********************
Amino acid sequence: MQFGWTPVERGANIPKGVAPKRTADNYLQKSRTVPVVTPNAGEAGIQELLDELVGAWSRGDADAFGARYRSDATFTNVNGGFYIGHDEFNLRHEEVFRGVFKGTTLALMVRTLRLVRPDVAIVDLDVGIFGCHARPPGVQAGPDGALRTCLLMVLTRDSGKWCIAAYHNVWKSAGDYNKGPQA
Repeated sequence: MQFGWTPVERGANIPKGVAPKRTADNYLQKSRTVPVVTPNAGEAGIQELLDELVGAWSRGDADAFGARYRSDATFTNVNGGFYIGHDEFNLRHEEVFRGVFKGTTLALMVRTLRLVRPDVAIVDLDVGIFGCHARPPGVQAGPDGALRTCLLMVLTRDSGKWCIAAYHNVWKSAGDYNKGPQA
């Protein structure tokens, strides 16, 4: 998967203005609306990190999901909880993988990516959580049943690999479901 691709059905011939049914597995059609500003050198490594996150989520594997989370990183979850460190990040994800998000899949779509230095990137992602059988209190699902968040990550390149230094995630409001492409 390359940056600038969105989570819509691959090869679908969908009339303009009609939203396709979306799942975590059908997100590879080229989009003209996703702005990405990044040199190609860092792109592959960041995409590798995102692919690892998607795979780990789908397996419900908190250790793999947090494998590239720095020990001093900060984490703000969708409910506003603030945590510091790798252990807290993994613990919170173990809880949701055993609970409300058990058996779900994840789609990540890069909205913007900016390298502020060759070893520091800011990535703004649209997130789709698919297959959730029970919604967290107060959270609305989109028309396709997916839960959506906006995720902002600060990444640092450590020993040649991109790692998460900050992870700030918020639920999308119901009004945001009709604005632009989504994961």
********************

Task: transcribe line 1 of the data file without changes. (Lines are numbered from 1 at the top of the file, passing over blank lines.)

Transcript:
Amino acid sequence: MQFGWTPVERGANIPKGVAPKRTADNYLQKSRTVPVVTPNAGEAGIQELLDELVGAWSRGDADAFGARYRSDATFTNVNGGFYIGHDEFNLRHEEVFRGVFKGTTLALMVRTLRLVRPDVAIVDLDVGIFGCHARPPGVQAGPDGALRTCLLMVLTRDSGKWCIAAYHNVWKSAGDYNKGPQA